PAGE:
President Donald Trump raised his concern about possible negative consequences of banning flavored e-cigarettes during a sometimes hostile meeting on Friday with vaping industry executives and public health advocates.
Trump on Sept. 11 said the administration was readying a ban on flavored e-cigarettes. More than two months later, he reportedly reversed course and refused to sign off on that plan. He invited executives from tobacco and e-cigarette companies, including market leader Juul, as well as public health groups such as the Campaign for Tobacco-Free Kids, to make their case.
Trump asked the participants for their solutions to the epidemic. Public health advocates urged Trump to follow through with his original plan to remove flavored e-cigarettes from the market. Trump repeatedly said the prospect of illegal — and possibly more harmful — products filling the void alarmed him.
"If you don't give it to them, it's going to come here illegally," Trump said to a chorus of "yes" and "you're right" responses from vaping advocates. "And instead of Reynolds or Juul or legitimate companies, good companies making something safe, they're going to be selling stuff on the street corner that's going to be horrible."
Trump said he had read about bad products making people sick, apparently referring to an outbreak of a vaping lung disease that has sickened nearly 2,300 people and killed 47.
Trump on Friday said he supports raising the tobacco buying age to 21, a stance he first announced earlier this month.
The meeting displayed sharp divides on whether e-cigarettes are one of the best or worst developments in public health. Some argue e-cigarettes can help adult smokers. Others say the products are merely hooking a new generation on nicotine after years of successfully convincing kids not to smoke cigarettes.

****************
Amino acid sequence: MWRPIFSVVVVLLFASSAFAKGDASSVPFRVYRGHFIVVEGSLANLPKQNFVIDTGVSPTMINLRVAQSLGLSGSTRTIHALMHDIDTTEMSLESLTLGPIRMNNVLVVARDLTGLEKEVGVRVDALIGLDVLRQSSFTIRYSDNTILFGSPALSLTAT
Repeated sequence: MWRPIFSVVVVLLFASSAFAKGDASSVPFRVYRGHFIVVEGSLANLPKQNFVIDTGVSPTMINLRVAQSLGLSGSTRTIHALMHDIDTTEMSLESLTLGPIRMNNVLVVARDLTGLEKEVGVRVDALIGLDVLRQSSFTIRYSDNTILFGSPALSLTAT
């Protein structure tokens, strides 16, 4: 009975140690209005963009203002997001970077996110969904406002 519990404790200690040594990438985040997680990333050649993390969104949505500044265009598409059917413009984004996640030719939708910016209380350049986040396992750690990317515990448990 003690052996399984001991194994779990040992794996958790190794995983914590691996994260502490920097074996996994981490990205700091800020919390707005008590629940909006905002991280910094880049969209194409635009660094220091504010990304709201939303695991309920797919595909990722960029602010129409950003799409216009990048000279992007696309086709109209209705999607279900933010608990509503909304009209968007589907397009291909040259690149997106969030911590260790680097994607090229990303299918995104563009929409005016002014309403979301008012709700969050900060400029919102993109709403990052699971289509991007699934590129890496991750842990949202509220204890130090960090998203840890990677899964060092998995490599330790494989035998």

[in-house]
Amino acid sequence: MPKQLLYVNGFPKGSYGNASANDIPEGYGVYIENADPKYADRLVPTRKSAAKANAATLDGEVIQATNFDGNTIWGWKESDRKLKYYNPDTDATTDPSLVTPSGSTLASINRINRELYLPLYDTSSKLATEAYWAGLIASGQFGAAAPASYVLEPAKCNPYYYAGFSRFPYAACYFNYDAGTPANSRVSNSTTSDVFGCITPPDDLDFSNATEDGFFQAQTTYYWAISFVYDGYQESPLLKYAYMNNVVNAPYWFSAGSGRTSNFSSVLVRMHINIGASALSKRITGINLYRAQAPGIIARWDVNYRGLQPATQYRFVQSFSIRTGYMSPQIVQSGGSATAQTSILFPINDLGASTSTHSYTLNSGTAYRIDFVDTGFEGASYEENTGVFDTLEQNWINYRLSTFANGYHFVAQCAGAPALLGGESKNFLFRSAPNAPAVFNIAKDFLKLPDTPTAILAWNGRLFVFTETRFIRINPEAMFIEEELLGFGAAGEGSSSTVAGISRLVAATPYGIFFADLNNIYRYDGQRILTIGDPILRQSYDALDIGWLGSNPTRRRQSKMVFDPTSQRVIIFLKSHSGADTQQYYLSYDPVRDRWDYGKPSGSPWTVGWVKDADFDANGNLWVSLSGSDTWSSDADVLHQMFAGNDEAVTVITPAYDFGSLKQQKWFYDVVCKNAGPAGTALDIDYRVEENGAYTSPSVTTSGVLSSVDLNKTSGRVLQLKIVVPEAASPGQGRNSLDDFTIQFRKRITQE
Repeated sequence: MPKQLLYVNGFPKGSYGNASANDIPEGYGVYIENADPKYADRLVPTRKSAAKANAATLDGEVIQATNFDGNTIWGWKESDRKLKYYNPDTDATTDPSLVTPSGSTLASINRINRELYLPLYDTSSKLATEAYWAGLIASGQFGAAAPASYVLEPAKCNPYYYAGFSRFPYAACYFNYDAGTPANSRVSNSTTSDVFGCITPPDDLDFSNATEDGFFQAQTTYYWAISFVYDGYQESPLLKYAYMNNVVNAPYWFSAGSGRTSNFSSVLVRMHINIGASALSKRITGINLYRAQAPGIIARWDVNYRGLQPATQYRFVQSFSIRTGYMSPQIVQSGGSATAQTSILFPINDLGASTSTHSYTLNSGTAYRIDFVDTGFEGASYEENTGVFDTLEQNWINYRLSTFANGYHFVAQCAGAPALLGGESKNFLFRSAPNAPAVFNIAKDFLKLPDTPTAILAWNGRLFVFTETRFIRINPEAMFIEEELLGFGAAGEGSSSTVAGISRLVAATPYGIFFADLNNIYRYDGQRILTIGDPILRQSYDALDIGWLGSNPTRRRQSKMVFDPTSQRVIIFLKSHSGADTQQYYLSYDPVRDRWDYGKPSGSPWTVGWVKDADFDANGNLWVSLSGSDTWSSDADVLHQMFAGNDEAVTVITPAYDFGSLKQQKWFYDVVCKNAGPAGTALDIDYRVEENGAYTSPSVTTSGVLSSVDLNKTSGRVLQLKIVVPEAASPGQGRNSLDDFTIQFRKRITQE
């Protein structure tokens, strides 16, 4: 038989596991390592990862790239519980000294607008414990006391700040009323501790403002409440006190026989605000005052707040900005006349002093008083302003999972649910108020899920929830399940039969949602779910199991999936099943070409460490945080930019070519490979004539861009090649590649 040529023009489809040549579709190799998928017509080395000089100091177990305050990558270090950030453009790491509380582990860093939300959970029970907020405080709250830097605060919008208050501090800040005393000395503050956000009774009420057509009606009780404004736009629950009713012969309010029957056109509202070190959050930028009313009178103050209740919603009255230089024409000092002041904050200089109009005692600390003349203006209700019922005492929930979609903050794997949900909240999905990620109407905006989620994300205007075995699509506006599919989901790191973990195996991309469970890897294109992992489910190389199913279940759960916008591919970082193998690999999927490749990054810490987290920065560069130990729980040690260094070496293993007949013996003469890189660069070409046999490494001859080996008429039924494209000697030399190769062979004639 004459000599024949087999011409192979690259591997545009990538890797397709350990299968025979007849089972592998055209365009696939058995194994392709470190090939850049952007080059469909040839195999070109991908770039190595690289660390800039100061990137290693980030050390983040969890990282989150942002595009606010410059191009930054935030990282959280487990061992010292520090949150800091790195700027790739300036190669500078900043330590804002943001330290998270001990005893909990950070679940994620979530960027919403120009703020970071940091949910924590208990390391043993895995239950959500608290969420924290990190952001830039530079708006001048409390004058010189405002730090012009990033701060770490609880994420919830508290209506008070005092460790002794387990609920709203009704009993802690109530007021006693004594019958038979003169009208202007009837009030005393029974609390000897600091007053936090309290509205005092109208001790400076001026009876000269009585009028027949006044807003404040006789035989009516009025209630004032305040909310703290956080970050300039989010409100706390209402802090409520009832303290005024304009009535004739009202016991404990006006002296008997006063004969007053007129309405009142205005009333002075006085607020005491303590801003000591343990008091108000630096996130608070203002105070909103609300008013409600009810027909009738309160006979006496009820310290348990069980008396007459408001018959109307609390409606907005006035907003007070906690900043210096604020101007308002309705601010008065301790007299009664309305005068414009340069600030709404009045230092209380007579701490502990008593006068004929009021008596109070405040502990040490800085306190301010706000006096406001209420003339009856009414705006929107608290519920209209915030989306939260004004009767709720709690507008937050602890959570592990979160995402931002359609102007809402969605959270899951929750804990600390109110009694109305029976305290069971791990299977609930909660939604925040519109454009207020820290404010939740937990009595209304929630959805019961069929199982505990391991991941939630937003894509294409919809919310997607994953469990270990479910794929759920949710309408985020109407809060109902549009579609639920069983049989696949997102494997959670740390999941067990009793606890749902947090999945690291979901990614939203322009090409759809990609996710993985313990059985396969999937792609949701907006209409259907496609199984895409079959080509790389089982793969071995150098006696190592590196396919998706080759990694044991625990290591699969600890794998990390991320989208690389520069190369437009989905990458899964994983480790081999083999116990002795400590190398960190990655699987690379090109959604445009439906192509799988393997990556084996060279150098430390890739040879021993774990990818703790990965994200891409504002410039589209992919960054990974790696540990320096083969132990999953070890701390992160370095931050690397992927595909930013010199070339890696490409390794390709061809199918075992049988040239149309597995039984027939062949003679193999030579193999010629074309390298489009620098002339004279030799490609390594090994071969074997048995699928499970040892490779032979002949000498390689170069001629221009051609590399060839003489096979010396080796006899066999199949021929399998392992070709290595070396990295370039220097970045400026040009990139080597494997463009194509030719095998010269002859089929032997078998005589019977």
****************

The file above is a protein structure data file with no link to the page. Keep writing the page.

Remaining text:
Flavors are at the heart of the divide. Proponents say flavors help adults transition from cigarettes. Opponents say they attract kids and mask the harms of e-cigarettes. Those divisions came to a head with multiple shouting matches breaking out throughout the meeting.
One of the most heated moments came when Sen. Mitt Romney, R-Utah, alleged that most adults are not using flavors. Numerous attendees shouted their disagreement. Trump pressed the industry representatives in the room, particularly K.C. Crosthwaite, CEO of Juul, the market leading e-cigarette company.
Juul recently stopped selling its sweet flavors, including mint, as federal survey data showed they were popular among teens. Crosthwaite said Juul felt it "was a serious problem" and the company had to "act quickly."
"So you think flavors are dangerous, essentially," Trump said.
"When we saw the youth data, we felt the responsible thing to do as a leader in the industry was to remove the flavors given that youth were gaining access to the flavors," Crosthwaite said, adding that flavors "have demonstrated an important role" in helping adult smokers switch to e-cigarettes from cigarettes.
Trump did not indicate which way the administration was leaning.
"We want to take care of our kids," he said.
Campaign for Tobacco-Free Kids President Matt Myers in an interview following the meeting said it would be "a mistake" to prejudge where Trump is or where he will land based "purely on the questions he asked."
"I think it was a very free-flowing conversation in which the president both asked questions all across the board and raised issues that he wanted to hear answers to," Myers said.